Boyar Duma

Also found in: Dictionary, Thesaurus.
The following article is from The Great Soviet Encyclopedia (1979). It might be outdated or ideologically biased.

Boyar Duma


the highest council of the prince (tsar, beginning in 1547) in the Russian state from the tenth to the early 18th century.

The Boyar Duma was composed of representatives of the feudal aristocracy. The work of the Boyar Duma was legislative and deliberative. It participated in discussions of problems of legislation, foreign policy, the internal organization of the state, religion, and so forth. In Kievan Rus’ the Boyar Duma was the consultative body composed of the prince, members of the druzhina (prince’s men or advisers), and zemskie boiare (city elders), who were descendants of the local genealogical aristocracy. Sometimes representatives of the higher clergy also participated. The Boyar Duma had no permanent composition. It was convoked as often as necessary. Beginning in the 11th century, after the prince’s men had been allotted land and made equal to the zemskie boiare, the Boyar Duma was composed only of boyars.

In the period of feudal fragmentation, the Boyar Duma was a feudal curia of the seignior (council of the feudal lord). It was made up of the grand prince and his vassals, and it had definite political power. In northeastern Russia in the 14th and 15th centuries the Boyar Duma included the boiare putnye, who were in charge of different branches of the prince’s palace administration, and persons in the prince’s administration (chiliarchs, courtiers in the immediate entourage of the prince, majordomos, and others). From the early 15th century the Boyar Duma included the boiare vvedennye (great boyars), who were representatives of the highest stratum of boyars, the prince’s permanent advisers, and the executors of his most important assignments.

From the late 15th century the Boyar Duma became a permanent consultative body of the supreme power. It was composed of the Duma ranks—boyars, courtiers in the immediate entourage of the prince, Duma noblemen (beginning in the early 16th century) and, a little later, Duma secretaries. The boyars of the titled aristocracy had the predominant influence in the Boyar Duma.

The power of the reactionary princely boyar aristocracy was greatly weakened by the reforms of the 1550’s and especially by the oprichina. However, under the feudal monarchy in the second half of the 16th and the 17th centuries, the Boyar Duma shared power with the tsar to some extent. According to V. I. Lenin, the distinctive feature of the Russian state organization in the 17th century was an autocracy with a Boyar Duma and boyar aristocracy. In the 16th century and especially in the 17th century, the central power enlarged the Boyar Duma with persons of a lower rank who represented the bureaucratic element. They were obedient tools in the hands of the autocracy. In the latter half of the 17th century the importance of the Boyar Duma declined. When the Senate was established in 1711, the Boyar Duma was abolished.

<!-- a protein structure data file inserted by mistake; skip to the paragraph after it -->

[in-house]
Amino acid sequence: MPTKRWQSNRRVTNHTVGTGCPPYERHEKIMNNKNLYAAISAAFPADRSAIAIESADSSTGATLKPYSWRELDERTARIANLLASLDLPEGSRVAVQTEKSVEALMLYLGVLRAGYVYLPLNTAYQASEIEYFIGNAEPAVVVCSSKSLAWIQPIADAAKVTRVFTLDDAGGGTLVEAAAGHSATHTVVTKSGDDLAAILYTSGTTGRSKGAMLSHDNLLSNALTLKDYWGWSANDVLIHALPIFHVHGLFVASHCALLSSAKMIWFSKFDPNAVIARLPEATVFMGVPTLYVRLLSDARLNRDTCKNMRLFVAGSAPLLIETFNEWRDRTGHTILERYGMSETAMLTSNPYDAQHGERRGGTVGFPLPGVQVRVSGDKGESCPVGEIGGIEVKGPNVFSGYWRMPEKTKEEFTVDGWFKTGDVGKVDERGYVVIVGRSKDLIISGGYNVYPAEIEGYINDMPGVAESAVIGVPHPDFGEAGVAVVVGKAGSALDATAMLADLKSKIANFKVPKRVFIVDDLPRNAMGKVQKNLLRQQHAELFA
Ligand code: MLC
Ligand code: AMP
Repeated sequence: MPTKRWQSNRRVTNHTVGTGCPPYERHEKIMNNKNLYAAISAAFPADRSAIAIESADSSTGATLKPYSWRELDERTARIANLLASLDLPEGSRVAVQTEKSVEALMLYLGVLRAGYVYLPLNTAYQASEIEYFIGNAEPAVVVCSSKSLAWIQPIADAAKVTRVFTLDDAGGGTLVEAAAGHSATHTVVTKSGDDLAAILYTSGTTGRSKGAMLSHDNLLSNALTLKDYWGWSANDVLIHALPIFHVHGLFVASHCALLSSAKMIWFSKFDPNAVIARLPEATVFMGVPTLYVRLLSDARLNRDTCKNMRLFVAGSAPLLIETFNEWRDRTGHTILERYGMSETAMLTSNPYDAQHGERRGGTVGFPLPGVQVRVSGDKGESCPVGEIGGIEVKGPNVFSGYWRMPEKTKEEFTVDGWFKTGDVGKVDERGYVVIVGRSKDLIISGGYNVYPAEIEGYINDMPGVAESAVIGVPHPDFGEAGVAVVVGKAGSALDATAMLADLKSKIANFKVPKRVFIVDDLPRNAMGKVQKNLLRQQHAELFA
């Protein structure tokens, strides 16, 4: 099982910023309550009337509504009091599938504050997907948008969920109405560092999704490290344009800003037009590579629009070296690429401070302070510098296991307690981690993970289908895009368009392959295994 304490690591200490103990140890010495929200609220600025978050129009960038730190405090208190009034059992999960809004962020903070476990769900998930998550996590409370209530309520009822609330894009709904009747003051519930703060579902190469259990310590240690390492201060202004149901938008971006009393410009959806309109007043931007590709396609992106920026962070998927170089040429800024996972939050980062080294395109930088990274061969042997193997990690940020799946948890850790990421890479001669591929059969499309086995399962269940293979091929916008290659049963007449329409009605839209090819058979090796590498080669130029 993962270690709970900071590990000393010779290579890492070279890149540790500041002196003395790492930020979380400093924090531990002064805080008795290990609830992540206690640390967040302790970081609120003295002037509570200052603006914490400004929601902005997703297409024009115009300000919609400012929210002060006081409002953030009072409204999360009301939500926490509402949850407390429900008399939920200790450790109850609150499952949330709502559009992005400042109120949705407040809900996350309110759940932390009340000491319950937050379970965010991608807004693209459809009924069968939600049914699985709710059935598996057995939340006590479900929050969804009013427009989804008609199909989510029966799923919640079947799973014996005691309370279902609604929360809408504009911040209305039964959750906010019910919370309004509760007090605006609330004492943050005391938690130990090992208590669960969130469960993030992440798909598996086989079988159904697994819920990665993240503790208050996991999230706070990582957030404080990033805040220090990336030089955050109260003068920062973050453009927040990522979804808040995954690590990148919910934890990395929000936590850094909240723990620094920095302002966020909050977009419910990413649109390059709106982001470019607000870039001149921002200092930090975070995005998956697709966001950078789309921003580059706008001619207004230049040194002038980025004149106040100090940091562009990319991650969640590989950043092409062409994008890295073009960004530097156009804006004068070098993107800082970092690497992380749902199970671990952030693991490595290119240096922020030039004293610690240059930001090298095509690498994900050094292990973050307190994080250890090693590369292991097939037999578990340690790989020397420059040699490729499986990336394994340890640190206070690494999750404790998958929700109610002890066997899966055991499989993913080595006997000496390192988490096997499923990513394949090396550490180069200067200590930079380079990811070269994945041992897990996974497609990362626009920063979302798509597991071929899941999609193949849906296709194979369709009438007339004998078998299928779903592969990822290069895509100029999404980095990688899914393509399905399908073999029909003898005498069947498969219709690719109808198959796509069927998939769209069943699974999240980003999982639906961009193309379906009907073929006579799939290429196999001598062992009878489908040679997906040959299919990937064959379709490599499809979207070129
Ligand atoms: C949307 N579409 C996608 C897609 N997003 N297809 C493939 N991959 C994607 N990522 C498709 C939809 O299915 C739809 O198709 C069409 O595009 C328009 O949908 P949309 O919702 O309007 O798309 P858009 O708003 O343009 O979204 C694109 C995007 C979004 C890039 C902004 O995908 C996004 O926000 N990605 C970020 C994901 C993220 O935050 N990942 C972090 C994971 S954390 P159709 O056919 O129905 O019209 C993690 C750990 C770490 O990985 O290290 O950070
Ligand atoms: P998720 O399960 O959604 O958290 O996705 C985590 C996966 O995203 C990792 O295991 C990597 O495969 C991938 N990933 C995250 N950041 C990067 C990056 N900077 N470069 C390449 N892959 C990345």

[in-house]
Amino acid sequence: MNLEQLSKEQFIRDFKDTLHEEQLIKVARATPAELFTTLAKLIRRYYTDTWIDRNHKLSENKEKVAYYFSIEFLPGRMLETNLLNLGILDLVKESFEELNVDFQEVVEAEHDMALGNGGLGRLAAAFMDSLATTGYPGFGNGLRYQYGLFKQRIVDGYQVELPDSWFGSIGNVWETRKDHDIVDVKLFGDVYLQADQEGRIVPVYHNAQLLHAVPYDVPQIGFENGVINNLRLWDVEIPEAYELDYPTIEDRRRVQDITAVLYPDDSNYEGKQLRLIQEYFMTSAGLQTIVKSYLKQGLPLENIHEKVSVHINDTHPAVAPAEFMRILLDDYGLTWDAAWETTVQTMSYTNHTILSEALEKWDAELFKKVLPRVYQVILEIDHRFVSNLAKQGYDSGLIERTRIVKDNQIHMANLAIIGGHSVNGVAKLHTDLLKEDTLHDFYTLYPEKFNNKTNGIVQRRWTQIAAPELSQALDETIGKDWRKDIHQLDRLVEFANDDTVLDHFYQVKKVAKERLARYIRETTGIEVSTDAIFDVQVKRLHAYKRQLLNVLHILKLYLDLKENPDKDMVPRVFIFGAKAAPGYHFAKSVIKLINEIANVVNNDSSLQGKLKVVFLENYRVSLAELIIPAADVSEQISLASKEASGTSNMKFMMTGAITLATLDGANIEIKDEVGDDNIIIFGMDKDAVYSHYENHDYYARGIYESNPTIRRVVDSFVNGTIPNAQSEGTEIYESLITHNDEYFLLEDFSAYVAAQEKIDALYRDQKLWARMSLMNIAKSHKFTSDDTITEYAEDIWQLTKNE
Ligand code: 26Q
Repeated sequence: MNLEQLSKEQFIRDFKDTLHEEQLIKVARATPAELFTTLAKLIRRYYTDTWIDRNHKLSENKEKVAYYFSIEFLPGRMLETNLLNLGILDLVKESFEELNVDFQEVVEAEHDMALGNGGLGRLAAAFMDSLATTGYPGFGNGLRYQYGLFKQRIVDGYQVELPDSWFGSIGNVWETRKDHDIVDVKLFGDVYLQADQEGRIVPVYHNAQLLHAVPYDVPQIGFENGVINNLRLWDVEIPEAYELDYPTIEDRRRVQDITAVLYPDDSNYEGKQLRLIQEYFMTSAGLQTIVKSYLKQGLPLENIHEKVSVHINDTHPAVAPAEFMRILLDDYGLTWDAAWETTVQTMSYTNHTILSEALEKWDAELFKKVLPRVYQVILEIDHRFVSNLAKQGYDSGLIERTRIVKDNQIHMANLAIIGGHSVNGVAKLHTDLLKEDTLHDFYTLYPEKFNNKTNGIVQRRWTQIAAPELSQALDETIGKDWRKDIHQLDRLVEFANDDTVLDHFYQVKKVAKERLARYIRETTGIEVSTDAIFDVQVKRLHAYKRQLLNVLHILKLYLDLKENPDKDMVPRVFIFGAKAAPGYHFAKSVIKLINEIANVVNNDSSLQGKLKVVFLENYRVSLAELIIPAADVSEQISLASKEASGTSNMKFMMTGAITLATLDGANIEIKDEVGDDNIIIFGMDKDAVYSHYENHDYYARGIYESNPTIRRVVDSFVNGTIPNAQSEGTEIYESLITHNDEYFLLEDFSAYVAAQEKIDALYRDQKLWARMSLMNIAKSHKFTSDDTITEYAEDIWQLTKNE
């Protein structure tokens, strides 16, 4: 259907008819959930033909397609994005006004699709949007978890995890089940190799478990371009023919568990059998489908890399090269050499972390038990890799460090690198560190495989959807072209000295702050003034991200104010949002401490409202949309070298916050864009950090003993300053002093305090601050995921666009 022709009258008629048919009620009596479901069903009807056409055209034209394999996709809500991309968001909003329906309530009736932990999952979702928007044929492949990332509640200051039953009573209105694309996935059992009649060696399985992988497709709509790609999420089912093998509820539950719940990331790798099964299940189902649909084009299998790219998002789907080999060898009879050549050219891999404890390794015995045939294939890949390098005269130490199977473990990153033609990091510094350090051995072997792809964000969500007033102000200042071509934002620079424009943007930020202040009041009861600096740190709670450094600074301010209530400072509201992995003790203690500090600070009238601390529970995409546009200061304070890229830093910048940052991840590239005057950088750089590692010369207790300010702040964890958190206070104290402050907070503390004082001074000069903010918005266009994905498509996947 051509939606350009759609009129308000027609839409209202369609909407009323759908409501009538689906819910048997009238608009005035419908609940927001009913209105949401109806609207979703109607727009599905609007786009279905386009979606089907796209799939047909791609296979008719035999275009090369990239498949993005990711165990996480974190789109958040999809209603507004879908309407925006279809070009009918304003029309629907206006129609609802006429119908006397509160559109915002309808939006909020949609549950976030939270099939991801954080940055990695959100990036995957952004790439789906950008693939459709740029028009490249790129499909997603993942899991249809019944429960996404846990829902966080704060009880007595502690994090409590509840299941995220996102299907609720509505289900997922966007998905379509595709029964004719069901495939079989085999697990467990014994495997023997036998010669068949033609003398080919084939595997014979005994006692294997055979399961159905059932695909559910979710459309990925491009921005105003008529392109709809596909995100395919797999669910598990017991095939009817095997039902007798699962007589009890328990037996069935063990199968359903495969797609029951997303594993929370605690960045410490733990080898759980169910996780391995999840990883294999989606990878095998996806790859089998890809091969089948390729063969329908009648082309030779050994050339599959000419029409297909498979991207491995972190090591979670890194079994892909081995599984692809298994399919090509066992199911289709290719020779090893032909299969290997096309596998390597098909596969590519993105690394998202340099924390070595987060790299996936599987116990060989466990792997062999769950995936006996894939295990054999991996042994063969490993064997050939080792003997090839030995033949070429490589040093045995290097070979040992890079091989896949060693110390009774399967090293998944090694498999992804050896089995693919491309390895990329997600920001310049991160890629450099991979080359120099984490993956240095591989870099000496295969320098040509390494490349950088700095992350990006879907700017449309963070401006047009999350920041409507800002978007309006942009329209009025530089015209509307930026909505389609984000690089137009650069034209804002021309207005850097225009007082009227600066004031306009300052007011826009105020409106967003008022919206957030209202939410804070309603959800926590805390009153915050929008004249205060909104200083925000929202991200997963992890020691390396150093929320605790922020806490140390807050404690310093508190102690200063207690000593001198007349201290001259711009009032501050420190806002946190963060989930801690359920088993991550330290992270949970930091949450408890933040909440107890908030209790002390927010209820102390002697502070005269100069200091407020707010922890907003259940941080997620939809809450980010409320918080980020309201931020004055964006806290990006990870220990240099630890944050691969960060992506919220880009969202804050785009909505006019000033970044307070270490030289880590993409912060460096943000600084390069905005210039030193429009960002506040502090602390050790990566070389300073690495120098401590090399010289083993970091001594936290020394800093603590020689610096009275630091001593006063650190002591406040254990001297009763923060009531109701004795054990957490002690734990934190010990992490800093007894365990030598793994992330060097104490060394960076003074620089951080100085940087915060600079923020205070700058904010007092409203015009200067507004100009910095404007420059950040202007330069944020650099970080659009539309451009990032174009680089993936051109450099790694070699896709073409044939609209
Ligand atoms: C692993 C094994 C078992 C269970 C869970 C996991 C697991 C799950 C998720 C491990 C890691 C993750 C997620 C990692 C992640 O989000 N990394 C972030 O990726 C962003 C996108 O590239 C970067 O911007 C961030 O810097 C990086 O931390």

Kliuchevskii, V. O. Boiarskaia duma Drevnei Rusi, 5th ed. Petrograd, 1919.
Vladimirskii-Budanov, M. F. Obzor istorii russkogo prava, 5th ed. St. Petersburg-Kiev, 1907.
Sergeevich, V. Drevnosti russkogo prava, Vol. 2: Veche i kniaz’: Sovetniki kniazia, 3rd ed. St. Petersburg, 1908.
Smirnov, I. I. Ocherki politicheskoi istorii Russkogo gosudarstva 30–50-kh gg. XVI v. Moscow-Leningrad, 1958.
Iushkov, S. V. “K voprosu o soslovno-predstavitel’noi monarkhii ν Rossii.” Sovetskoe gosudarstvo i pravo, 1950, no. 10.
Zimin, A. A. “Sostav Boiarskoi dumy ν XV-XVI vv.” In the collection Arkheograficheskii ezhegodnik za 1957. Moscow, 1958.


The Great Soviet Encyclopedia, 3rd Edition (1970-1979). © 2010 The Gale Group, Inc. All rights reserved.